"Design of Life" Evidence Continues Pouring Forth: Butterflies
With the introduction of Illustra's Design of Life Collection, fans of the films can now get all three nature documentaries in a discount package to share. The films, of course, could never hope to completely cover the subjects of butterflies, birds, and marine life in a single hour each, but they provide enough evidence to challenge scientific materialism and make a convincing case for design in three separate realms of life. See the trailer here:
One hopes the life stories will stimulate viewers to continue learning about the animals featured in each documentary. To assist with that ongoing education, we offer examples of the evidence for intelligent design that continues to pour forth from meadows, skies, and seas.
Butterflies, for one, have been in the news recently, partially for the way they display amazing design. The film Metamorphosis: The Beauty and Design of Butterflies showed electron micrographs of scales on a butterfly wing that look like overlapping roof shingles. But even at that magnified scale, there's more design than meets the eye. German and Australian researchers publishing in the Proceedings of the National Academy of Sciences were astonished by what they saw in the scales of a Green Hairstreak butterfly. This small, bright green flyer, found from England to Siberia, has the ability to build 3-D microstructures with left- and right-handed curls, called gyroids, even though the chitin protein only has left-handed amino acids. Could research into the mechanism inspire something beautiful in manufacturing?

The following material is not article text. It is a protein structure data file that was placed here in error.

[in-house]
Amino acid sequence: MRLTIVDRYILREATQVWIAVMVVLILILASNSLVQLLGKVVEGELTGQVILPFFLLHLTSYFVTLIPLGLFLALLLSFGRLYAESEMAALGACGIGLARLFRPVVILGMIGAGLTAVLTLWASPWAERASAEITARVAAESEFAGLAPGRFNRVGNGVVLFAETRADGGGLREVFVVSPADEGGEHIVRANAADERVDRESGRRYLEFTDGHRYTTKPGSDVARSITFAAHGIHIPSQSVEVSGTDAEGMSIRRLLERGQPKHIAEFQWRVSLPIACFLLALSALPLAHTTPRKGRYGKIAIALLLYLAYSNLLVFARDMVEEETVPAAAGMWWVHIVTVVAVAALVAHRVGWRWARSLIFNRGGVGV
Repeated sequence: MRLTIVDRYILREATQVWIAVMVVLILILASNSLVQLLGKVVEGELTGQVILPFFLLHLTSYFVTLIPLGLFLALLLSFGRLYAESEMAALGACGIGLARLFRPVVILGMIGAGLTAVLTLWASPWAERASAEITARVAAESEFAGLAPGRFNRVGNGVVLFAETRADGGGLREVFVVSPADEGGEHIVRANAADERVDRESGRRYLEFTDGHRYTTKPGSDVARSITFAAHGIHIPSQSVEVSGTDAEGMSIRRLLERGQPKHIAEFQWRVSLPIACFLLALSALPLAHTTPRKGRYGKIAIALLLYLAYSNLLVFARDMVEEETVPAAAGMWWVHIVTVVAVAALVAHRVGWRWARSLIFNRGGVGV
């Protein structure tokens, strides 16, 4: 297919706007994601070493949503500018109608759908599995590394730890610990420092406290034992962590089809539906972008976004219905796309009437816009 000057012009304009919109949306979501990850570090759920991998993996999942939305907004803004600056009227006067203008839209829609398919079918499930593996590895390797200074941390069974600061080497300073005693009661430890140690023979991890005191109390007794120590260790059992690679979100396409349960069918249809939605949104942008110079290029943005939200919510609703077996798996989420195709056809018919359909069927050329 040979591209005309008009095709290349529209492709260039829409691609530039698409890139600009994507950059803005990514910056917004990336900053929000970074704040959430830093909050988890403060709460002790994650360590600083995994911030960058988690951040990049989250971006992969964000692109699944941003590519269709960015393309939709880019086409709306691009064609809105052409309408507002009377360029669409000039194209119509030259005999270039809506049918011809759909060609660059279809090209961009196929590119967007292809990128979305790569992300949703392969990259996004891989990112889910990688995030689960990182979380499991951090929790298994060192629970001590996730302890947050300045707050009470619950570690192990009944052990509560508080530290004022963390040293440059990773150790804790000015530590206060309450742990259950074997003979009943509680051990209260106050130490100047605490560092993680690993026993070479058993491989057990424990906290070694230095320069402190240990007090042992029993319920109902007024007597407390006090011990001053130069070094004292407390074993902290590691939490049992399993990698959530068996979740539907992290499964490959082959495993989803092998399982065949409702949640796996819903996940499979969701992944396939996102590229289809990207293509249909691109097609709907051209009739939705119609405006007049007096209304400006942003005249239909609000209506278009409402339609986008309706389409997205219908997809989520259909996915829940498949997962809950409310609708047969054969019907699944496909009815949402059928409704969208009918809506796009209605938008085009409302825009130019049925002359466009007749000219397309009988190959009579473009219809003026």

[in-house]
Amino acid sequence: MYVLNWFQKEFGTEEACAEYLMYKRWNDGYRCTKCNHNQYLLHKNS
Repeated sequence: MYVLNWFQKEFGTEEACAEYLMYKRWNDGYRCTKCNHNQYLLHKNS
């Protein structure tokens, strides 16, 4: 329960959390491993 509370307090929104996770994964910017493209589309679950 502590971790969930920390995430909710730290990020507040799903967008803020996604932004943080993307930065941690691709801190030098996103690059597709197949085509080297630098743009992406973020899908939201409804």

Arthropod biophotonic nanostructures provide a plethora of complex geometries. Although the variety of geometric forms observed reflects those found in amphiphilic self-assembly, the biological formation principles are more complex. This paper addresses the chiral single gyroid in the Green Hairstreak butterfly Callophrys rubi, robustly showing that the formation process produces both the left- and right-handed enantiomers but with distinctly different likelihood. An interpretation excludes the molecular chirality of chitin as the determining feature of the enantiomeric type, emphasizing the need to identify other chirality-specific factors within the membrane-based biological formation model. These findings contribute to an understanding of nature's ability to control secondary features of the structure formation, such as enantiomeric type and crystallographic texture, informing bioinspired self-assembly strategies. [Emphasis added.]